decompression with a Foley catheter or a nephrostomy. When these tests indicate intrinsic ARF and the urinalysis does not show significant proteinuria, ATN is the most likely diagnosis. One must then carefully review the history and medical record to determine the likely cause, of which there are many (see Table 25-1).
Table 25-1. Causes of acute renal failure.
ATN occurs as a result of prolonged renal ischemia or exposure to nephrotoxins. Ischemia can occur with true volume depletion (bleeding, diarrhea, diuretic-induced hypovolemia) or from decreased cardiac output (CHF, myocardial infarction, sepsis). The postsurgical setting is a common milieu for ATN in the elderly as a result of intraoperative hypotension, myocardial ischemia or arrhythmia, or intraoperative fluid loss.
Nephrotoxic drugs, especially aminoglycoside antibiotics, are more likely to produce ATN in the elderly because of decreased rate of clearance, resulting in toxic levels. Other medications implicated in ARF in the elderly are angiotensin-converting enzyme (ACE) inhibitors and nonsteroidal anti-inflammatory drugs (NSAIDs). These cause functional ARF as a result of alterations in renal blood flow, especially in elderly individuals with poor underlying renal perfusion. This latter form of ARF is reversible if the drug is withdrawn.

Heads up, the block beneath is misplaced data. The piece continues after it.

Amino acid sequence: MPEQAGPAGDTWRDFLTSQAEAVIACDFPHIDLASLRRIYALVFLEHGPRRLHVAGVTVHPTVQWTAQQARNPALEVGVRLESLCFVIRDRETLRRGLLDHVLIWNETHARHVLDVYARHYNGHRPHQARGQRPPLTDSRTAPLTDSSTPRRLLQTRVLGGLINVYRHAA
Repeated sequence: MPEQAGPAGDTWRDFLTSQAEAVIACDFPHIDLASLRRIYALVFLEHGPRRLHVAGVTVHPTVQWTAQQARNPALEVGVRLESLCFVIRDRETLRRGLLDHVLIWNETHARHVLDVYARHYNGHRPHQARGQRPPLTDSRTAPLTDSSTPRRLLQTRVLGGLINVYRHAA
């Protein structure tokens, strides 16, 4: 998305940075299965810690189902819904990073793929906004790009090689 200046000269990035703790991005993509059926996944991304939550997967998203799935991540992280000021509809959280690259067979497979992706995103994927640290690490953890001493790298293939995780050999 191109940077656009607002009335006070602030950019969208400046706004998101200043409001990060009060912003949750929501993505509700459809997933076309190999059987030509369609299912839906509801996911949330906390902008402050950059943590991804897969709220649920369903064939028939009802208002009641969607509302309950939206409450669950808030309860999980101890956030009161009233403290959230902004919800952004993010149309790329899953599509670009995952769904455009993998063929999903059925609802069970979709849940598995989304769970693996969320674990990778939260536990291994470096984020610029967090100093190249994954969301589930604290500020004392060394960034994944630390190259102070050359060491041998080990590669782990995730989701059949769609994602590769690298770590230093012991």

Radioiodinated contrast-induced ATN is an important cause of ARF in the elderly. Risk factors include advanced age, diabetes mellitus, high or repeated dye loads, and preexisting renal insufficiency (with serum creatinine > 2.0 mg/dL). Volume expansion with saline solution and pretreatment with acetyl cysteine (Mucomyst) reduce the incidence of contrast-induced ATN.